The method of staining used was PAP staining method as it is easy to perform and is a standardized method. Ayyad et al.12 found that PAP stain is the preferred method in field studies for scoring and detecting micronuclei in cells of buccal mucosa, as micronuclei were seen easily in transparent cytoplasm.
For scoring of micronuclei, the criteria developed by Tolbert et al.13 were followed.
In this study, the mean frequency of micronuclei in the non-keratinized cells seen 21 days post-exposure was 1.90. On comparing this value with frequency of micronuclei at the time of pre-exposure, no statistically significant difference was seen. The number of micronuclei seen 10 days post-exposure was 207 and 21 days post-exposure was 190. There was reduction of micronuclei frequency post-exposure with the number of micronuclei returning to the baseline value at the time of pre-exposure which was 186.
These results show that the genotoxic effects caused by panoramic imaging in exposed cells of buccal mucosa were reversed 21 days later post-exposure. This can be attributed to the fact that the turnover rate of cells of the buccal mucosa is a mean of 14 days.14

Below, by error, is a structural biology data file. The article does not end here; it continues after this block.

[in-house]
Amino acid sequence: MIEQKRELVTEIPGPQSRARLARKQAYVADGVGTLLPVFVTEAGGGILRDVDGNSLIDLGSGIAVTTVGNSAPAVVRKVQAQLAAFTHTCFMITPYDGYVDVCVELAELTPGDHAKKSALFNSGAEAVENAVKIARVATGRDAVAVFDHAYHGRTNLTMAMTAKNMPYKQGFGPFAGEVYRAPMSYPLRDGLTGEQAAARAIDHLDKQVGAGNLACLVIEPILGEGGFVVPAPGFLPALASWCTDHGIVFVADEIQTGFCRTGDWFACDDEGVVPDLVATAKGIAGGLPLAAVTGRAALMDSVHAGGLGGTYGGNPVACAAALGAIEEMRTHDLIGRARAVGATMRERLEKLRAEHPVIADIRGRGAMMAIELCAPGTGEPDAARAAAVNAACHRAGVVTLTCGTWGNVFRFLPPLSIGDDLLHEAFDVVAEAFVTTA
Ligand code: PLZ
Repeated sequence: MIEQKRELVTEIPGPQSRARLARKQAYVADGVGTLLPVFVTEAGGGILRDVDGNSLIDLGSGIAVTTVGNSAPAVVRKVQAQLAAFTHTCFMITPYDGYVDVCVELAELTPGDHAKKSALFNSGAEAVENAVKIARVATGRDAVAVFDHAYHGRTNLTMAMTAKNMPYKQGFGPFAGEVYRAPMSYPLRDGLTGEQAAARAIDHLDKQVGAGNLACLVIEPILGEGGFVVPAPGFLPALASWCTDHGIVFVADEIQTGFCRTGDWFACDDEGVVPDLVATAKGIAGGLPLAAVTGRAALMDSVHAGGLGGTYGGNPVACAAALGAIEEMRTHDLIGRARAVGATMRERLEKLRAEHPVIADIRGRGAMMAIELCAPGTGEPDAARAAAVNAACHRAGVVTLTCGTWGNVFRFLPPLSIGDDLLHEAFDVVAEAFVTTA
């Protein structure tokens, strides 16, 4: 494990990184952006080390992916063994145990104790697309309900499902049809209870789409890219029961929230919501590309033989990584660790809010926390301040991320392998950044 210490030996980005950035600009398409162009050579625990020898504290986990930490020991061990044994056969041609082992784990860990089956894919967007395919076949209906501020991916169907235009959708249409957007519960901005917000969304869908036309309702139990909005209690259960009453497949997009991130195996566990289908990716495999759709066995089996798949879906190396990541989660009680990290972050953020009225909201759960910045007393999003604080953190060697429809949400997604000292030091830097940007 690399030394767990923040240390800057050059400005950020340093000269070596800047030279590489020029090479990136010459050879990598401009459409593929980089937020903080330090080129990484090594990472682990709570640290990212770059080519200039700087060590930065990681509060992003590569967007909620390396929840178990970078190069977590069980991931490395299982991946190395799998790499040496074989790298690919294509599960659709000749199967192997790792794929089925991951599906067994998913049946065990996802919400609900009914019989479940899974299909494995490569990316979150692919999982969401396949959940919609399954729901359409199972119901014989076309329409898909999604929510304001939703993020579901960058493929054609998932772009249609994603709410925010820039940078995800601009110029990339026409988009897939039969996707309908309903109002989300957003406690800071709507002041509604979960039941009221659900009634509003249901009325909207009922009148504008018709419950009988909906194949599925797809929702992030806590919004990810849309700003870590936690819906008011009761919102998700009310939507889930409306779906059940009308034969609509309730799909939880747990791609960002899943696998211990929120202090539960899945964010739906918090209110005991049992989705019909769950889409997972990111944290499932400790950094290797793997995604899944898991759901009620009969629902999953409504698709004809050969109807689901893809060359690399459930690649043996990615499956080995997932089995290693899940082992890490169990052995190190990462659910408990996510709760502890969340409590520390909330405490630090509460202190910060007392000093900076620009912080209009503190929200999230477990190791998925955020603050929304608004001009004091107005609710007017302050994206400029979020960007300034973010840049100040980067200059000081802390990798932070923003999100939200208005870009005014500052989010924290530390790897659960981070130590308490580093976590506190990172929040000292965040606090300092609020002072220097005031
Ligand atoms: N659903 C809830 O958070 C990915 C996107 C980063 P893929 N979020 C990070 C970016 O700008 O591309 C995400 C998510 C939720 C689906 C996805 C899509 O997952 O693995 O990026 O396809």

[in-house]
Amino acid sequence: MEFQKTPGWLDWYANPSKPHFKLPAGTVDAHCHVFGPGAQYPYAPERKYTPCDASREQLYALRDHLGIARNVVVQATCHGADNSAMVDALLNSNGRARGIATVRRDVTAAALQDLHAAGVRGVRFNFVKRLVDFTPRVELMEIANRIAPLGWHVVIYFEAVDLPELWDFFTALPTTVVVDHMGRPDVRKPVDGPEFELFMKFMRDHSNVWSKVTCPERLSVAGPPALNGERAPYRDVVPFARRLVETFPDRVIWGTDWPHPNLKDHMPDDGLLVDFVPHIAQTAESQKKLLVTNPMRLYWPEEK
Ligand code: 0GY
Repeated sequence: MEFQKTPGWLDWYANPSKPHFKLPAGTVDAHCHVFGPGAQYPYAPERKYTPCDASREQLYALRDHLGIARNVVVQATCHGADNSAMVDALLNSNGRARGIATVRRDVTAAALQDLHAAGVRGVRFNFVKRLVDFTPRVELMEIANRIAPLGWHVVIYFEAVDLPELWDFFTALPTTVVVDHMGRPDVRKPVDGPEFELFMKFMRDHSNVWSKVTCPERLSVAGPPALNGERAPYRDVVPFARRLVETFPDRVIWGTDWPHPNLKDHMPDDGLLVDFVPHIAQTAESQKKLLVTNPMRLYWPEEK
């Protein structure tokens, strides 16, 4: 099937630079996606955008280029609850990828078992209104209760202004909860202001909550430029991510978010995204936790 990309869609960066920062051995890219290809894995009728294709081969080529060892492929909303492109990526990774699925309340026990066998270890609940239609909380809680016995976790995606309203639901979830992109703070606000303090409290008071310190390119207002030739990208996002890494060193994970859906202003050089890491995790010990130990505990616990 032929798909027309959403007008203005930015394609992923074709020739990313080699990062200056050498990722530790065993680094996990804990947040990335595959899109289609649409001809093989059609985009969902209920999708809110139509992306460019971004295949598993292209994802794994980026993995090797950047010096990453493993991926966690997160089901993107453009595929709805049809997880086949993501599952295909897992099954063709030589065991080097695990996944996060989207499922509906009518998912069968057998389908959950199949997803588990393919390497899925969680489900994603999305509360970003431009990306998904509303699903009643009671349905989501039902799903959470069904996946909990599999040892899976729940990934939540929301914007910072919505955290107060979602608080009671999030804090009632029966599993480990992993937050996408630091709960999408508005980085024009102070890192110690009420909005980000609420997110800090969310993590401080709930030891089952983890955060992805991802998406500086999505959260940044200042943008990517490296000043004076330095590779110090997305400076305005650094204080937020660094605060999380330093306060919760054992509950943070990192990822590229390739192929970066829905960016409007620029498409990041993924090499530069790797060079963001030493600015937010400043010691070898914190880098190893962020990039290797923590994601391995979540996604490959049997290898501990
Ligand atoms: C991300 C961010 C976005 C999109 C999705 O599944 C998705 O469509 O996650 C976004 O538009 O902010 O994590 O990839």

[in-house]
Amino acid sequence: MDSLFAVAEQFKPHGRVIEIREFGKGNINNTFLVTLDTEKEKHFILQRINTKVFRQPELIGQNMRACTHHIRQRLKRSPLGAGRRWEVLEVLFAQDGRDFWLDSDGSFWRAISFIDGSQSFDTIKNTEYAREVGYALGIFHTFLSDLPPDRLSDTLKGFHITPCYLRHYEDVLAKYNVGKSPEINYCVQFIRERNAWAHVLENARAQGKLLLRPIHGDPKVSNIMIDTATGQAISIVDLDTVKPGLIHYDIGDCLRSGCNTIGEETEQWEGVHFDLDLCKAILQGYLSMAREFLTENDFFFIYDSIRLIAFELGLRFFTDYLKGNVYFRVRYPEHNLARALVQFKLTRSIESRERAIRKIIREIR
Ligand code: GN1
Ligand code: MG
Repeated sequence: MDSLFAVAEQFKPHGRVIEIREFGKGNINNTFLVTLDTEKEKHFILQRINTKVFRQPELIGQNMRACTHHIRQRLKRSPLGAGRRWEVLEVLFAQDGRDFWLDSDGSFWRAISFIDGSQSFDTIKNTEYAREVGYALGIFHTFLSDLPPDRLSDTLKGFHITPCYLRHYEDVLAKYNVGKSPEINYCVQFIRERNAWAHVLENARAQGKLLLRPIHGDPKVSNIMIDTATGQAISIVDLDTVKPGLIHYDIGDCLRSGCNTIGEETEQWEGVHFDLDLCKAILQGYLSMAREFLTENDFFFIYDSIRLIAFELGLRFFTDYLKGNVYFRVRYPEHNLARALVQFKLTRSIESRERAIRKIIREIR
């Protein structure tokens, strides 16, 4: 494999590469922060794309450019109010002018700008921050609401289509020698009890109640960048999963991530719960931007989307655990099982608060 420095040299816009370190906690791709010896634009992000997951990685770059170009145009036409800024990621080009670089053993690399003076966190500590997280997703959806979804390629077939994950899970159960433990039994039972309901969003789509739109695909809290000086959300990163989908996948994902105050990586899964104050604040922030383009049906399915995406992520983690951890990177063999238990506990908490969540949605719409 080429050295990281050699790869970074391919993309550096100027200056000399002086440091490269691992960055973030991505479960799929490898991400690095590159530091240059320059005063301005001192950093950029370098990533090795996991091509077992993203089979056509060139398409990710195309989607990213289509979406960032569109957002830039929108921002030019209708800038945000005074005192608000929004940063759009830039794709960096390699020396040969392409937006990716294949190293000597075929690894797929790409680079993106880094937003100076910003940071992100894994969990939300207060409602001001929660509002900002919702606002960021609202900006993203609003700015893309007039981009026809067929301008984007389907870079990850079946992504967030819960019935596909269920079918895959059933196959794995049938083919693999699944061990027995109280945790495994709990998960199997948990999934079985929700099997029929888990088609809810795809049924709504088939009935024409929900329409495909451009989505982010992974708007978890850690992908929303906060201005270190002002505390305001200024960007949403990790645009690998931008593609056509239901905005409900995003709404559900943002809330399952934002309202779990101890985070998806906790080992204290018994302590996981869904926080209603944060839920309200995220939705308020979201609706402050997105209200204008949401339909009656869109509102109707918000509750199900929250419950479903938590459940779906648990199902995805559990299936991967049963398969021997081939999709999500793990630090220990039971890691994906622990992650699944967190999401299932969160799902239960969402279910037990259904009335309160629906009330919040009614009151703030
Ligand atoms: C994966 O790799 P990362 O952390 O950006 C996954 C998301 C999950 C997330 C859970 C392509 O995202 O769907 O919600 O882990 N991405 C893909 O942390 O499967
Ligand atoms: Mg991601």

In case of keratinized cells obtained from the gingiva from the total sample, it was seen that the mean of micronuclei before exposure to panoramic imaging was 1.61 and 10 days post-exposure was 2.14. This increase was statistically significant with a p value of 0.001. This increase in micronuclei frequency showed that genotoxic effects of panoramic radiation occurred in the gingiva as well.
In this study, the mean of the micronuclei frequency in the keratinized mucosa seen 21 days post-exposure was 1.93. Although there was a decrease in the micronucleus frequency on the 21st day post-exposure when compared with the 10th day post-exposure, the micronucleus count did not return the baseline value at the time of pre-exposure. On comparison with the baseline frequency of micronuclei, this increase still remained statistically significant with the p value of 0.004. This showed that the genotoxic effects on gingival epithelial cells were still evident 21 days post-exposure. This can be explained by the regional differences in the patterns of epithelial maturation which appear to be associated with different turnover rates when compared with the non-keratinized buccal epithelium which turns over faster than the keratinized gingival epithelium.14